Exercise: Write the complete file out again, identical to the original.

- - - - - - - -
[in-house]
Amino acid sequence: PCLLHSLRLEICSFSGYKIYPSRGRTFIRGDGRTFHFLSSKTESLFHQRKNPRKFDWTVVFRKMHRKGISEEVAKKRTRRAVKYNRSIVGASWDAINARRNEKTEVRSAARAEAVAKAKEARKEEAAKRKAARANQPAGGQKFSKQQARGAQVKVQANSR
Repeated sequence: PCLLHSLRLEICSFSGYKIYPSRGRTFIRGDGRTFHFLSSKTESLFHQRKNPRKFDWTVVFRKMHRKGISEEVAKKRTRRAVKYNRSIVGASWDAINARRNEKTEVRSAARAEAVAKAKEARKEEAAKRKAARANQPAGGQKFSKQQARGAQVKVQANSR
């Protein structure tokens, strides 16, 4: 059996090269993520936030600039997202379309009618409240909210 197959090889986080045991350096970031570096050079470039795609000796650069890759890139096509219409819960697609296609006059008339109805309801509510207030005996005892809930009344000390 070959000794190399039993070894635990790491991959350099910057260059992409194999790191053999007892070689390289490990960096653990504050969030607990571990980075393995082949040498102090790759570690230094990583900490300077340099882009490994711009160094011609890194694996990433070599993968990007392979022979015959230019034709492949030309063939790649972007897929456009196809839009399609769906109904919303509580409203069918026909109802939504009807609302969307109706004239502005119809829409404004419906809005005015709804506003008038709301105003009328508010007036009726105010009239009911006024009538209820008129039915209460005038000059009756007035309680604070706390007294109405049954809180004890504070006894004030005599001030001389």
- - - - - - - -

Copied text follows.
[in-house]
Amino acid sequence: PCLLHSLRLEICSFSGYKIYPSRGRTFIRGDGRTFHFLSSKTESLFHQRKNPRKFDWTVVFRKMHRKGISEEVAKKRTRRAVKYNRSIVGASWDAINARRNEKTEVRSAARAEAVAKAKEARKEEAAKRKAARANQPAGGQKFSKQQARGAQVKVQANSR
Repeated sequence: PCLLHSLRLEICSFSGYKIYPSRGRTFIRGDGRTFHFLSSKTESLFHQRKNPRKFDWTVVFRKMHRKGISEEVAKKRTRRAVKYNRSIVGASWDAINARRNEKTEVRSAARAEAVAKAKEARKEEAAKRKAARANQPAGGQKFSKQQARGAQVKVQANSR
């Protein structure tokens, strides 16, 4: 059996090269993520936030600039997202379309009618409240909210 197959090889986080045991350096970031570096050079470039795609000796650069890759890139096509219409819960697609296609006059008339109805309801509510207030005996005892809930009344000390 070959000794190399039993070894635990790491991959350099910057260059992409194999790191053999007892070689390289490990960096653990504050969030607990571990980075393995082949040498102090790759570690230094990583900490300077340099882009490994711009160094011609890194694996990433070599993968990007392979022979015959230019034709492949030309063939790649972007897929456009196809839009399609769906109904919303509580409203069918026909109802939504009807609302969307109706004239502005119809829409404004419906809005005015709804506003008038709301105003009328508010007036009726105010009239009911006024009538209820008129039915209460005038000059009756007035309680604070706390007294109405049954809180004890504070006894004030005599001030001389």